* Sanofi plans 186 net job cuts in French R&D - memo
* Drugmaker wants to regroup scattered R&D sites into hubs
* Unions plan protests at French sites throughout the week
* Dispute is roadblock in race for higher R&D efficiency
By Natalie Huet and Noëlle Mennella
PARIS, Oct 14 Sanofi, trying to
squeeze more out of R&D spending like other big drugmakers, is
finding its home market France a difficult place to cut costs
because of complex labour laws, union opposition and a
government eager to protect jobs.
The company, which scaled back job cut plans in France a
year ago due to political pressure, will start a new round of
talks with unions on Tuesday that are likely to be tough.
Unions have called for lab workers to walk off the job
throughout the week to protest against Sanofi's latest plans,
which involve 186 net job cuts in research and 453 transfers to
other sites, according to an internal memo seen by Reuters.
Like its peers, Sanofi has been regrouping research
operations around the world and shifting resources away from
Europe, where austerity-driven price cuts and delays in the
roll-out of new drugs have reduced rewards for innovation.
Merck, Pfizer and AstraZeneca have
cut jobs by the thousands also partly in response to competition
from cheaper generic medicines.
But Sanofi has had to tread carefully due to its strong
presence in France, where the government is battling to protect
high-tech jobs and stem unemployment already above 10 percent.
France, home to about a third of Sanofi's R&D resources
worldwide, is its biggest headache in terms of boosting research
efficiency, something rivals are focused on to improve returns.
"Having the operations in France is sort of a handicap for
them (Sanofi) given the strict labour laws there ... especially
compared to U.S. companies," said Damien Conover, a
Chicago-based senior analyst for Morningstar.
German-Canadian CEO Chris Viehbacher - Sanofi's first
non-French boss - has already cut research jobs in Britain and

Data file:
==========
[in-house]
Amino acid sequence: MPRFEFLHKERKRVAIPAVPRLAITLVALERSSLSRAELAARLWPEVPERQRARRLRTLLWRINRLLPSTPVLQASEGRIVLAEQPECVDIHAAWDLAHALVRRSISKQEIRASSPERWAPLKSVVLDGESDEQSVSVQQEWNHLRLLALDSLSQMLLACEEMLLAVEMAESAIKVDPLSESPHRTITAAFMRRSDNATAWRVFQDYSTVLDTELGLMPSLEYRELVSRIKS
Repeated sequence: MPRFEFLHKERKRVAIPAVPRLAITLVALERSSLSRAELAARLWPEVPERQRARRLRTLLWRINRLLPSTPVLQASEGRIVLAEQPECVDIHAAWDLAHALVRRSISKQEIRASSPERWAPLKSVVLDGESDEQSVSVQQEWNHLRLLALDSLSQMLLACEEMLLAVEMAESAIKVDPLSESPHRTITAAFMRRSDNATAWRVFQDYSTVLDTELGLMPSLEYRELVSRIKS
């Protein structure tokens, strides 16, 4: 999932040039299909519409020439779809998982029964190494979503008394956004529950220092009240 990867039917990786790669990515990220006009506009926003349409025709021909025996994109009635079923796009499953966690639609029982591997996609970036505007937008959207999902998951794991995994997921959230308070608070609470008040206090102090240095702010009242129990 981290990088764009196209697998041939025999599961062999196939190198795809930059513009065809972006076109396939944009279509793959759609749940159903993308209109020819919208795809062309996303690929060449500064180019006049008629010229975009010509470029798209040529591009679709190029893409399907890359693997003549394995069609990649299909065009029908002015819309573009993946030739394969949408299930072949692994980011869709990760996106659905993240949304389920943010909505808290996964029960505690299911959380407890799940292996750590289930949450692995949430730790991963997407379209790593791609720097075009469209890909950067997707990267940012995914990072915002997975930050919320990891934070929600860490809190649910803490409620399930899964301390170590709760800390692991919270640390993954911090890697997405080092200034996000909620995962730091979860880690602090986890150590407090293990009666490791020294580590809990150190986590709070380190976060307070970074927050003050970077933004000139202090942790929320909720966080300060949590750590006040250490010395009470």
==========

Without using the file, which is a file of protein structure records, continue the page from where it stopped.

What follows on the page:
the United States and now wants to regroup sites scattered
across France into clusters around Paris, Lyon and Strasbourg.
The fate of a research centre in Toulouse, where Sanofi
employs around 600 people, has been the focus of unions and
local politicians. Sanofi agreed in May to keep a presence there
for about five years. But in the memo detailing its latest
plans, Sanofi aims to cut staff there to 370 jobs, despite a
government-commissioned report recommending it keep 500.
"Management told us there would be ultimately be layoffs
because some people will refuse to leave Toulouse or Montpellier
and they'll find themselves without a job," said Stephane
Galiné, who represents R&D workers at the moderate CFDT union.
The Toulouse site, isolated in the south of France,
epitomises an old-fashioned, inward-looking approach to R&D.
Sanofi wants to create more open, collaborative research hubs
that bring together academic institutes and budding biotechs in
life science hotbeds.
In the United States, the company has been building a
research hub around Boston since it took over U.S. biotechnology
Genzyme in 2011. It has R&D sites in Germany, Canada and Japan.
But a quarter of Sanofi's global workforce is in France -
some 28,000 people - including around 5,000 in R&D.
"Sanofi is and will remain the biggest private investor in
research in France," a Sanofi spokeswoman said, noting that with
1.8 billion euros ($2.44 billion) last year, France accounted
for 40 percent of the company's R&D budget worldwide.
But out of 12 drugs Sanofi expects to launch by 2015, only
two come from in-house research, she said, highlighting the need
to reorganise research in France to make it more productive.
In the internal memo seen by Reuters, Sanofi said that while
it spent more than its peers on research, it took the company on
average 20 percent longer to develop a new drug.
Between 2008 and 2011, Sanofi spent around 105 million euros
for each new molecule entering clinical trials, compared to an
industry average of about 35 million euros, the memo said.
Sanofi R&D chief Elias Zerhouni put the case for radical
change at an investor conference last month. "The pride of
internal innovation has been the bane, in my view, of main-line
pharma companies. I think this is sort of a mirage, a delusional
thing," Zerhouni said. "That kind of arrogance, I think, has to
be chased away. No barriers. Go where the best science is."
Sanofi's attempts to remedy this situation, however, are up
against the French government's efforts to protect jobs.
Last year, when unions predicted Sanofi could scrap 2,500
jobs in the country, Industry Minister Arnaud Montebourg said a
company making profits by the billions could not behave like a
company in trouble. Sanofi later scaled back its plans to around
900 job cuts by 2015. Last week, the Socialist
government warned it could block job cut plans at telecoms firm
This highlights tensions between a state with a long history
of intervention in the corporate sector and the global
aspirations of the French companies it once helped to grow.
In 2004, when France pushed Sanofi to merge with rival
Aventis, the aim was to build a French powerhouse. Now Sanofi,
the world's fourth-largest drugmaker, makes nearly a third of
revenues in emerging markets and less than 8 percent in France.
"Although Sanofi is a global company ... it certainly
appears to be still very much perceived as a national champion,"
said Federica Benassi, analyst at IHS.